Wednesday, October 04, 2017


Bill Scher wonders why no one on the left is trying to "go big" on gun control:
Vermont Sen. Bernie Sanders knows his extraordinarily ambitious proposal to supplant the private health insurance industry with a single government plan won’t become law anytime soon. Yet, as he told HBO’s Vice News, he proposed it anyway, “because that’s the way change always happens ... Things don’t happen overnight. And especially when you’re taking on the entire political establishment, you have to begin someplace.”

So if that’s the way change always happens, where’s the big, bold, politically unrealistic but conservation-changing proposal to stop the epidemic of gun deaths?

... There’s an opening for a Democrat willing to ignore the polling data, dismiss the fretting about gun-happy white working-class voters, suffer the wrath of the National Rifle Association and stake a claim as the champion of sweeping gun control. But there’s no guarantee anyone will take it.

... Democrats in general are already being tagged as “gun grabbers” for merely raising the issue of guns, even if their main proposals would not touch the guns of most people. For one or two Democrats to go big on guns helps expand the parameters of the debate and position relatively modest ideas as centrist compromises, without damaging the Democratic brand among the white working-class ... at least, not much more than it already has been damaged.

... The years of Democratic timidity on gun control present an enormous opening for a politician to claim the mantle of boldness.
To start with, I'm not sure what a "big" gun control proposal would look like. On health care, single payer is an obvious progressive aspiration, just as legalization of same-sex marriage was for the cause of LBGT rights. The choice of $15 an hour as a target minimum wage was arbitrary, but the goal was a big boost.

What's the obvious "big" gun goal, a moonshot way beyond universal background checks or even another assault weapons ban? Gun registration? Confiscation of some weapons? The repeal of the 2nd Amendment? What does the left actually want?

I think wary liberals like me resist boldness on guns not just because we fear electoral failure, but because we expect blood in the streets -- literally. I think there'd be civil war if serious restrictions on guns were imminent (and certainly if there was a serious possibility that the 2nd Amendment could be repealed). I think a lot of conservatives (and moderates and left-centrists) oppose single payer and the $15 minimum wage, but those battles are fought at the legislator/lobbyist level -- no ordinary citizen is going to grab a rifle and take to the streets to defend the status quo. That didn't even happen with same-sex marriage. But guns are different.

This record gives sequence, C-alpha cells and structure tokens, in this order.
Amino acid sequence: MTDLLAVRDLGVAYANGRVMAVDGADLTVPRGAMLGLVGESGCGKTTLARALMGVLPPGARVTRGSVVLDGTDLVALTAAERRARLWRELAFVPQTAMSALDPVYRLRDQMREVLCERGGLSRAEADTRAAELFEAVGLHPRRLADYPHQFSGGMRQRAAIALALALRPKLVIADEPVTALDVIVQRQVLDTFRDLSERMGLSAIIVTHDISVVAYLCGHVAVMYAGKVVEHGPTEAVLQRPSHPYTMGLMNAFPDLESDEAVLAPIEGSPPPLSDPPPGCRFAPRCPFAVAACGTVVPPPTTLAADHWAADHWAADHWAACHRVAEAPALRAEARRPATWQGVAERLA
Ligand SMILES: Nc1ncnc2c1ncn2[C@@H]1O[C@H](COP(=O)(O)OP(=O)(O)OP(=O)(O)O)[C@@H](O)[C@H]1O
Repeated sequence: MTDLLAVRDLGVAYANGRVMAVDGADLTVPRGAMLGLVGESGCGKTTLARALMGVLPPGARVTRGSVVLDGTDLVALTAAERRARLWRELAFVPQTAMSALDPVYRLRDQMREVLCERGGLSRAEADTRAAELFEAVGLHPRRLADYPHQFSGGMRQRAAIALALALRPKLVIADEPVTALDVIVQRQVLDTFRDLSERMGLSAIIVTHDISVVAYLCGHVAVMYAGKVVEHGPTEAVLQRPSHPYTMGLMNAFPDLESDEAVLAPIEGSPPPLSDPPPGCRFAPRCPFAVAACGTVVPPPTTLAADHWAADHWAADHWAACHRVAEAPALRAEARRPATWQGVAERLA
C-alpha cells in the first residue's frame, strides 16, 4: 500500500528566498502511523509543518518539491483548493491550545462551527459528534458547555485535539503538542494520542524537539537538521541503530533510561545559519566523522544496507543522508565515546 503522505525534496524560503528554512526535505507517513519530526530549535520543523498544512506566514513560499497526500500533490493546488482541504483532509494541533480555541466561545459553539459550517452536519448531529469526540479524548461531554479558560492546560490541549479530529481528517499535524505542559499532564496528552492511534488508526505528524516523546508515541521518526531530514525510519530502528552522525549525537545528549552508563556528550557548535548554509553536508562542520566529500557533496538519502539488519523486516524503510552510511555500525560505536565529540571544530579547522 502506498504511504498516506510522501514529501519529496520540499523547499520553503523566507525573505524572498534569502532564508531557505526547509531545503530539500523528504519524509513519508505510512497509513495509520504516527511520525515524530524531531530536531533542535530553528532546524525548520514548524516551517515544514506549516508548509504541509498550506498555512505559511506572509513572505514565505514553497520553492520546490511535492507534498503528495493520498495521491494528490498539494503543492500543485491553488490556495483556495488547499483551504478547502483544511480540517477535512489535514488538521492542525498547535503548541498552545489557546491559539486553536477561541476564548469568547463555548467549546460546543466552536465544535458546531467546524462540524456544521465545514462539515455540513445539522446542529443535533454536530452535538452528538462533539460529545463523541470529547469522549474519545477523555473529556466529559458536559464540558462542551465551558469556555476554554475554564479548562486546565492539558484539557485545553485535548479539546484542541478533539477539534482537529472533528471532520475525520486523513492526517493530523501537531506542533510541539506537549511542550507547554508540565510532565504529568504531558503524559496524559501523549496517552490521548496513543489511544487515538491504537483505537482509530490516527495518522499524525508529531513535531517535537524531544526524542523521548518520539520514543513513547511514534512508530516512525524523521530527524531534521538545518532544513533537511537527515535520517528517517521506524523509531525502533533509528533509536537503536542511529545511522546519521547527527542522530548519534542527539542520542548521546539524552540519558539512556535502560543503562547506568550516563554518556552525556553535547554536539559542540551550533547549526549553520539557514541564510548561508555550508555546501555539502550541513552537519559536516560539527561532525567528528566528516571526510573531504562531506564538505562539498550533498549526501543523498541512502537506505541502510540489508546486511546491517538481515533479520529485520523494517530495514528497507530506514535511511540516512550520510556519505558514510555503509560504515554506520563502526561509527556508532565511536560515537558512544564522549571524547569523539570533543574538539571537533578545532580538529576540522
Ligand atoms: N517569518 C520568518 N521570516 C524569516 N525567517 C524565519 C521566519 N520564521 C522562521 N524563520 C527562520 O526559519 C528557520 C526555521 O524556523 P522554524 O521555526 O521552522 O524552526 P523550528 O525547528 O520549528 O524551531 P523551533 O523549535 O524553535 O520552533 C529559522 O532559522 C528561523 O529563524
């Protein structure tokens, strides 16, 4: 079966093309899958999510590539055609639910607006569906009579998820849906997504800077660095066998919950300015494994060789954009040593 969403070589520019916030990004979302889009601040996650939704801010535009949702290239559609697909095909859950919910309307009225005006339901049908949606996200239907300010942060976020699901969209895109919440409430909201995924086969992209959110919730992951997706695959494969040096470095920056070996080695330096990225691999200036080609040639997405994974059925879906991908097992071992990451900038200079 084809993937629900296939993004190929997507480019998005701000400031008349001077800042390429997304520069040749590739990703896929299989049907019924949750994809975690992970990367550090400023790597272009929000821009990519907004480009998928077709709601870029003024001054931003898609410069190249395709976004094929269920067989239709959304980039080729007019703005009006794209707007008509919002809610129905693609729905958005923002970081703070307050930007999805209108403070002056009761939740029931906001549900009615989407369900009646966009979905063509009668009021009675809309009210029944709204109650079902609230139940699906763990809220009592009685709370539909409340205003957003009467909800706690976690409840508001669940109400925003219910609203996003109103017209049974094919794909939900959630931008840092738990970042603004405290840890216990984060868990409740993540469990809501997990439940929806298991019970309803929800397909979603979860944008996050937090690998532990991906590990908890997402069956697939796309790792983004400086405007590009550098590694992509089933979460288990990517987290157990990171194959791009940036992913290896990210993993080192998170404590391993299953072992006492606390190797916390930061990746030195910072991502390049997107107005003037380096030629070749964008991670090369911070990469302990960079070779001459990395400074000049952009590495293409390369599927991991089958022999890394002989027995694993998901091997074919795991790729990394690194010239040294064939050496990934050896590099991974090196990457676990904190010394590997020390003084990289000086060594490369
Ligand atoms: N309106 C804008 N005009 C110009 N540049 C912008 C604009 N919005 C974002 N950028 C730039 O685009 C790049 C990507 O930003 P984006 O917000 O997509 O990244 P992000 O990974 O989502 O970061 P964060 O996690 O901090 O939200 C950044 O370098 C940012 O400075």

I think many on the Sandersite and democratic-socialist left don't even see gun control as particularly left-wing, in part because Bernie Sanders has downplayed the issue, and also because being anti-gun seems incompatible with the notion of revolution. I think even those who don't embrace Antifa violence (or even Nazi-punching) want to reserve the right to take up arms if absolutely necessary.

And it's harder to sell gun control to the unconvinced than it has been to sell other ideas that once seemed radical. People in the middle have come around to the idea that health care is a right because they want to keep themselves safe from harm -- but a lot of middle-of-the-road Americans want guns to keep themselves safe from harm. The increasing acceptance of same-sex relationships and marriage came about because straight Americans also want self-fulfillment, and understood why gay people wanted it too -- but owning guns is part of self-fulfillment for a lot of Americans. Many down-the-middle Americans now understand that when Republicans call for tax cuts, they really mean tax cuts for the rich, and they reject those cuts as giving more to the powerful -- but many of these same Americans think owning guns protects them against the powerful as well.

It's a hard fight, probably the hardest in American politics. I can't imagine how a "go big" approach would make it any easier. I think only time and a lot more massacres will do that.


UPDATE: Well, here's Michael Moore with a proposed replacement for the 2nd Amendment. Discuss.

No comments: